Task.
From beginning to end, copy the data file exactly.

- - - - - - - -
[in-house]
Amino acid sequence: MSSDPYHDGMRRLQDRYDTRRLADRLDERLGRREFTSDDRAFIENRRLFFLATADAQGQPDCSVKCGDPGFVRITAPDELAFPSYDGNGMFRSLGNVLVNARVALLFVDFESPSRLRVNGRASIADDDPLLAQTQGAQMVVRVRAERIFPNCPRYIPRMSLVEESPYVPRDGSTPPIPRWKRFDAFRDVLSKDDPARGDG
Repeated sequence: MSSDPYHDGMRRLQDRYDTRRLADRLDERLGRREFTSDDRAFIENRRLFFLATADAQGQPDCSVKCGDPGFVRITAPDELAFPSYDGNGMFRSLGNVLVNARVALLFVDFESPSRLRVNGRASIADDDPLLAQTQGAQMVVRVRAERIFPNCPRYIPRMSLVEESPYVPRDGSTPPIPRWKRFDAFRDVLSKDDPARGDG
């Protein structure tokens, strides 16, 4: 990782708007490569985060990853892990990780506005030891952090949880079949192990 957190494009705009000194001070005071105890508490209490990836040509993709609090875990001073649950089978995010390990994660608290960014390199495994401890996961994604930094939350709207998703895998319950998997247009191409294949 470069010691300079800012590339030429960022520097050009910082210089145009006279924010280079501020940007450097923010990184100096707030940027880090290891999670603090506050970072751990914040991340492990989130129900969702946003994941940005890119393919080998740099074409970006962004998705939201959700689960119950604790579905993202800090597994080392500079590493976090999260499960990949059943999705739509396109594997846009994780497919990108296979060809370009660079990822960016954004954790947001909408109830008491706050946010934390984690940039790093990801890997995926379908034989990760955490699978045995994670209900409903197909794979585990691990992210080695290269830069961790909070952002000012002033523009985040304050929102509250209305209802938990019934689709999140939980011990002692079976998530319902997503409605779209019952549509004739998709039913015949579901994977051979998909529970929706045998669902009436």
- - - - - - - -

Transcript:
[in-house]
Amino acid sequence: MSSDPYHDGMRRLQDRYDTRRLADRLDERLGRREFTSDDRAFIENRRLFFLATADAQGQPDCSVKCGDPGFVRITAPDELAFPSYDGNGMFRSLGNVLVNARVALLFVDFESPSRLRVNGRASIADDDPLLAQTQGAQMVVRVRAERIFPNCPRYIPRMSLVEESPYVPRDGSTPPIPRWKRFDAFRDVLSKDDPARGDG
Repeated sequence: MSSDPYHDGMRRLQDRYDTRRLADRLDERLGRREFTSDDRAFIENRRLFFLATADAQGQPDCSVKCGDPGFVRITAPDELAFPSYDGNGMFRSLGNVLVNARVALLFVDFESPSRLRVNGRASIADDDPLLAQTQGAQMVVRVRAERIFPNCPRYIPRMSLVEESPYVPRDGSTPPIPRWKRFDAFRDVLSKDDPARGDG
């Protein structure tokens, strides 16, 4: 990782708007490569985060990853892990990780506005030891952090949880079949192990 957190494009705009000194001070005071105890508490209490990836040509993709609090875990001073649950089978995010390990994660608290960014390199495994401890996961994604930094939350709207998703895998319950998997247009191409294949 470069010691300079800012590339030429960022520097050009910082210089145009006279924010280079501020940007450097923010990184100096707030940027880090290891999670603090506050970072751990914040991340492990989130129900969702946003994941940005890119393919080998740099074409970006962004998705939201959700689960119950604790579905993202800090597994080392500079590493976090999260499960990949059943999705739509396109594997846009994780497919990108296979060809370009660079990822960016954004954790947001909408109830008491706050946010934390984690940039790093990801890997995926379908034989990760955490699978045995994670209900409903197909794979585990691990992210080695290269830069961790909070952002000012002033523009985040304050929102509250209305209802938990019934689709999140939980011990002692079976998530319902997503409605779209019952549509004739998709039913015949579901994977051979998909529970929706045998669902009436």